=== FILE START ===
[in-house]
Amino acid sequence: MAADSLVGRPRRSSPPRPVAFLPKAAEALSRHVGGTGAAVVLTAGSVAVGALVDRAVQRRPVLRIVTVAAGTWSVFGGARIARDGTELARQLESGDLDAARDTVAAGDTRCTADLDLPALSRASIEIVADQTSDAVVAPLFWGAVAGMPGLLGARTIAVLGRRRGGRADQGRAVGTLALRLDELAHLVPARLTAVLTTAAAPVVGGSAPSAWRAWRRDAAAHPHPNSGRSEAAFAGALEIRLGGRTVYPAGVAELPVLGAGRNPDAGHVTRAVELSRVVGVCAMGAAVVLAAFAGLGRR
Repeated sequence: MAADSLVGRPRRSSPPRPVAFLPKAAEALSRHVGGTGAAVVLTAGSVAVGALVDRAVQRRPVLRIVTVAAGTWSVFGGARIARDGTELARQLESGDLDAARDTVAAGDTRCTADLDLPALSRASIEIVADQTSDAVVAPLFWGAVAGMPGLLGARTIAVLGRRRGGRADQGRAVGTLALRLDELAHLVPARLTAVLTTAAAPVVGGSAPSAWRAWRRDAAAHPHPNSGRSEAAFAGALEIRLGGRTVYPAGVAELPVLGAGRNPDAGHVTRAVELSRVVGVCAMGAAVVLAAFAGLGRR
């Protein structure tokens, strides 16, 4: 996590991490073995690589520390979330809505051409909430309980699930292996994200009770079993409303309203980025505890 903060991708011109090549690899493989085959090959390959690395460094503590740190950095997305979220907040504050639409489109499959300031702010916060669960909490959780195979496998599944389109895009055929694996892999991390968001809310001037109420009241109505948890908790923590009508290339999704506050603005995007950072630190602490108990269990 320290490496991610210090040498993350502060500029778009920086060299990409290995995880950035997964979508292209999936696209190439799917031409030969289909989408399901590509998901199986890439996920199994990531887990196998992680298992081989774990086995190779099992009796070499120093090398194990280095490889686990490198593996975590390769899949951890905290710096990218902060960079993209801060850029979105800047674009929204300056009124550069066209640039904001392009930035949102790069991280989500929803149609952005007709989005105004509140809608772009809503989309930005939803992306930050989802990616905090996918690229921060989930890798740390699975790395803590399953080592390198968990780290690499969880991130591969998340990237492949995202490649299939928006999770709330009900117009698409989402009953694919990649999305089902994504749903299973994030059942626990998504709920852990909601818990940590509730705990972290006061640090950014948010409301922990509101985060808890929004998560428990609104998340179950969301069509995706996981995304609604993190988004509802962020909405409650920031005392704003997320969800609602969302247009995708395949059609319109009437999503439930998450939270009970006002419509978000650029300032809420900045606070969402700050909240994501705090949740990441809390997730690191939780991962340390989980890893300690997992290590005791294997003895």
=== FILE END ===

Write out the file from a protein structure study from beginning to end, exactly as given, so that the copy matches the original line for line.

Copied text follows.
[in-house]
Amino acid sequence: MAADSLVGRPRRSSPPRPVAFLPKAAEALSRHVGGTGAAVVLTAGSVAVGALVDRAVQRRPVLRIVTVAAGTWSVFGGARIARDGTELARQLESGDLDAARDTVAAGDTRCTADLDLPALSRASIEIVADQTSDAVVAPLFWGAVAGMPGLLGARTIAVLGRRRGGRADQGRAVGTLALRLDELAHLVPARLTAVLTTAAAPVVGGSAPSAWRAWRRDAAAHPHPNSGRSEAAFAGALEIRLGGRTVYPAGVAELPVLGAGRNPDAGHVTRAVELSRVVGVCAMGAAVVLAAFAGLGRR
Repeated sequence: MAADSLVGRPRRSSPPRPVAFLPKAAEALSRHVGGTGAAVVLTAGSVAVGALVDRAVQRRPVLRIVTVAAGTWSVFGGARIARDGTELARQLESGDLDAARDTVAAGDTRCTADLDLPALSRASIEIVADQTSDAVVAPLFWGAVAGMPGLLGARTIAVLGRRRGGRADQGRAVGTLALRLDELAHLVPARLTAVLTTAAAPVVGGSAPSAWRAWRRDAAAHPHPNSGRSEAAFAGALEIRLGGRTVYPAGVAELPVLGAGRNPDAGHVTRAVELSRVVGVCAMGAAVVLAAFAGLGRR
């Protein structure tokens, strides 16, 4: 996590991490073995690589520390979330809505051409909430309980699930292996994200009770079993409303309203980025505890 903060991708011109090549690899493989085959090959390959690395460094503590740190950095997305979220907040504050639409489109499959300031702010916060669960909490959780195979496998599944389109895009055929694996892999991390968001809310001037109420009241109505948890908790923590009508290339999704506050603005995007950072630190602490108990269990 320290490496991610210090040498993350502060500029778009920086060299990409290995995880950035997964979508292209999936696209190439799917031409030969289909989408399901590509998901199986890439996920199994990531887990196998992680298992081989774990086995190779099992009796070499120093090398194990280095490889686990490198593996975590390769899949951890905290710096990218902060960079993209801060850029979105800047674009929204300056009124550069066209640039904001392009930035949102790069991280989500929803149609952005007709989005105004509140809608772009809503989309930005939803992306930050989802990616905090996918690229921060989930890798740390699975790395803590399953080592390198968990780290690499969880991130591969998340990237492949995202490649299939928006999770709330009900117009698409989402009953694919990649999305089902994504749903299973994030059942626990998504709920852990909601818990940590509730705990972290006061640090950014948010409301922990509101985060808890929004998560428990609104998340179950969301069509995706996981995304609604993190988004509802962020909405409650920031005392704003997320969800609602969302247009995708395949059609319109009437999503439930998450939270009970006002419509978000650029300032809420900045606070969402700050909240994501705090949740990441809390997730690191939780991962340390989980890893300690997992290590005791294997003895």